Until this year, the market had been buying bad news in homebuilder stocks. It was another example where the market gets so convinced of its own powers to discount the future that it begins to discount reality. The reality with the homebuilders? Earnings power has steadily eroded and assets in the form of land and options to buy land continue to get written off and devalued. Now, the sub-prime mess threatens to flood the market with more housing inventory from foreclosures and at the same time reduce the number of buyers because of a tightening of credit availability. A vicious double-whammy. It is only natural that as we question the lending practices in the sub-prime sector, we must also question the practices of all parties involved in these mortgage transactions. Apparently, the Charlotte Observer has been doing just that for the past several weeks regarding Beazer's activities in the Charlotte area (or click here for Part One of their investigavtive series). You can bet that newsdesks across the country are trying to jump on the bandwagon now to find similar nefarious tales laying at their doorsteps and crouching in their backyards. Expect more selling in the homebuilders as these stories trickle out. What was book value last summer is looking more and more like a lay-over to something lower. XHB, the homebuilder ETF, is still well above those 2006 lows, but many individual homebuilder stocks continue to suffer greatly. Two more stocks on my list have dropped below book value and some builders are now trading at steep discounts. The market is finally pricing in despair and looking ahead to worsening times, not better ones, for the homebuilders. Below is the latest from Yahoo!Finance on the price-to-book ratios (P/B) for several homebuilder stocks that I follow:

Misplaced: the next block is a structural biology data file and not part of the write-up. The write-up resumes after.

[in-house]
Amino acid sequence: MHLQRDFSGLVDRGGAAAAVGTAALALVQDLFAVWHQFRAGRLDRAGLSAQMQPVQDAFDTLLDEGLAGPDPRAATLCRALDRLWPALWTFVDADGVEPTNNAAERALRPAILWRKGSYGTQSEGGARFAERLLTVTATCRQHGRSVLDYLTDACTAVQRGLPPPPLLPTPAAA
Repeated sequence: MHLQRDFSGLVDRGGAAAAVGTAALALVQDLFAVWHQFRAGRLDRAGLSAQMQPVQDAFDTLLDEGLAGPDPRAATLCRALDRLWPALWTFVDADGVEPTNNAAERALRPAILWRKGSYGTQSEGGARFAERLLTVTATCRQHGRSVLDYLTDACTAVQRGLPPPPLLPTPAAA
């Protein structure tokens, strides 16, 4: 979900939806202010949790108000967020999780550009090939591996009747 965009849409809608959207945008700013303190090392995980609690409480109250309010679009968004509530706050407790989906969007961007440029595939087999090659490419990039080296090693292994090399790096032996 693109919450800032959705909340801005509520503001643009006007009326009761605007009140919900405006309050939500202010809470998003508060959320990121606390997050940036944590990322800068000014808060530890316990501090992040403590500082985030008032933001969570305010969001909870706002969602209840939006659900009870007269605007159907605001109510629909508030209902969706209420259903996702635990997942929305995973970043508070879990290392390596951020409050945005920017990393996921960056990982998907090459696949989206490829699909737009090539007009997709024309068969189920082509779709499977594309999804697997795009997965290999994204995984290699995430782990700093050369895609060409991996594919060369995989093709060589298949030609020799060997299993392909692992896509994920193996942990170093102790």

MHO: 0.62
BZH: 0.75
MTH: 0.87
WCI: 0.92
HOV: 0.94
TARR: 0.97
MDC: 1.03
PHM: 1.04
CTX: 1.04
DHI: 1.08
LEN: 1.23
TOL: 1.26
RYL: 1.27
KBH: 1.39
BHS: 2.29

The despair is getting so deep that not even a $22.00 bid for WCI from Icahn has put a floor on that stock. It is now trading below book value at $21.05!

But recall the NASDAQ bubble. After it popped in 2000 all sorts of cockroaches were revealed one after another in what seemed to be rapid succession. It took over two years for technology shares to reach a bottom. By that time, we pretty much assumed that the entire technology sector was a complete fraud. We have not yet reached those depths with the homebuilders and the bubble in housing, but we could get close as the two-year anniversary of 2005's housing top approaches. We may find more and more fraud in the mortgage industry. And even if it is somehow limited to the sub-prime sector, these growing scandals will increasingly call into question many elements of the consumer-led recovery from the shallow recession earlier this decade. The bears have been sounding the alarm bells for quite some time, and I suspect many bulls are getting nervous, if they are not already downright scared. I now think this is the time to stay alert for opportunity. I will not presume to have the market's "foresight" in discounting the bad news, but I have to think that we will soon look back at these prices and consider them "cheap" or "low." What I am much less confident about now is whether the rally from these prices will simply be the next phase in a sustained and persistent housing recession that eventually takes everything to lower lows. This is the difference between a "trading" opportunity versus an "investment" opportunity.

Be careful out there!

DR. DURU®, 2007